HDMI Switcher Accells in Home Theater Setting
By Jim Bray
If you want to take advantage of the best in audio and video reproduction these days, you need an HDMI connection. It's an unfortunate fact of life, but there it is.
On the upside, HDMI presents a good way to help eliminate some of the clutter of wires behind your home theater components, since HDMI combines audio and video signals into a single cable.
I won't dwell on what I think is the real reason for HDMI, in that it lets Hollywood keep more control over the content you buy from them legally, but to which they're unwilling to sign over any rights, but I have noticed an improvement in the video output to a monitor when the disc player or high definition satellite/cable box is hooked in that way.
As a matter of practical fact, if you don't use HDMI, you won't get the full 1080p output from Blu-ray, HD DVD or up converting DVD players that offer such – and you won't even get 1080i from some up converting DVD players, for reasons of copyright and Hollywood paranoia hinted at above.
The downside is that many TV's today only have one HDMI input but increasing numbers of owners may have multiple HDMI sources, such as the aforementioned up converting DVD player, a high def satellite or cable box, and maybe even a Blu-ray and/or HD DVD player. This means they'll need a way to switch the output from one source to the other without having to get up from the easy chair and mess around with cables.
Fortunately, HDMI switchers are becoming common, either as units built into your A/V receiver/preamp/processor directly or free standing. In the former case that could mean investing in a new component, which isn't cheap at this point in time; in the latter case of a freestanding switcher, it means one more component in your stack of stuff.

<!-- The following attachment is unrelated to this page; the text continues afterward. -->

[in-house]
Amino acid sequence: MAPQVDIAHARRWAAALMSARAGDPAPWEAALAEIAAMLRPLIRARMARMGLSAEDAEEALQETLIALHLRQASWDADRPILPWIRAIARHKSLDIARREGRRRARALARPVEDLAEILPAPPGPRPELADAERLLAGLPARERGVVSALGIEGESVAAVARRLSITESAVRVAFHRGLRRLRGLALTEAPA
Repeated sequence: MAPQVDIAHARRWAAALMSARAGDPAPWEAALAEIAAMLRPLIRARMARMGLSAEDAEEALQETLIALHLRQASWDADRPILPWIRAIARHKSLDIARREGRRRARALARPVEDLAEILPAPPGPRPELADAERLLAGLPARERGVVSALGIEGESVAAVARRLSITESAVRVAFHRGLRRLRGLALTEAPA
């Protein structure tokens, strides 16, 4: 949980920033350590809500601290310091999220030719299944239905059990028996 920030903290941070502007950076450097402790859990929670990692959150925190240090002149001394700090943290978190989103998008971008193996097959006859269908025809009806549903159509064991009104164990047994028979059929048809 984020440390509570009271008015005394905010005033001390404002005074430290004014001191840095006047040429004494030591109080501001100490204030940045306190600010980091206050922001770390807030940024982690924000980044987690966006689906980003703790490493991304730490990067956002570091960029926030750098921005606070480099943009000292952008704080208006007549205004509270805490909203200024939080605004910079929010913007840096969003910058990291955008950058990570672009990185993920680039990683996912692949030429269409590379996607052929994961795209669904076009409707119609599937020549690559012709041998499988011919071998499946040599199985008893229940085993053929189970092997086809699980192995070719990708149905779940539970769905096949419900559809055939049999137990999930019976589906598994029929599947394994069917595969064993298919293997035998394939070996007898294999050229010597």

Then there's Accell's UltraAV HDMI 1.3 Audio and Video 2-1 Switch, a tiny little critter you can tuck out of the way, but which will let you switch two HDMI inputs into a single output. It even comes with a tiny remote control befitting the diminutive size of the switcher.
This $100 unit is about two inches square and half an inch high and has mounting holes in it so you can screw it to the wall or shelf. The front panel has an LED to indicate which input you're using (you can also look at your TV to see which signal's coming through!) and the unit will pass signals right up to 1440p (and multichannel audio) with no problem.
Of course mounting the thing on the wall behind your technological toys may mean it'll be out of the way of the infrared remote's signals. But fear not! Accell has taken care of this by including a little IR extender, a five foot cable with a remote IR sensor on the end that you can stick in front of your equipment (where it'll take up hardly any room at all). It's an elegantly simple solution.
Not only that, but no external power is required, so you won't take up another electrical outlet with it.
Out of the box, the Accell is virtually obsolescence proof, at least for the next few years. It's HDMI 1.3a Category 2 compliant, which is farther along the technological ladder than most products on the market today (HDMI 1.2 is more common), and it's backward compatible so today's HDMI stuff will work with it. Accell says HDMI 1.3 "more than doubles HDMI’s previous bandwidth and adds support for Deep Color technology and new high-definition (HD) digital audio formats."
The remote control is a model of simplicity: you just press button 1 or button 2 and that's it.
In my viewing tests with the unit, I noticed no drop off in video quality (I didn't try it with high definition audio signals), which is exactly what you want: the switcher's presence should be as invisible to your video screen (and your eyes) as this one's tiny size makes it in your equipment stack. And it is.
The only real downside is that if you have more than two HDMI sources you're out of luck, but two inputs should be plenty for a lot of people for the next few years.
Jim Bray's columns are available through the TechnoFile Syndicate.
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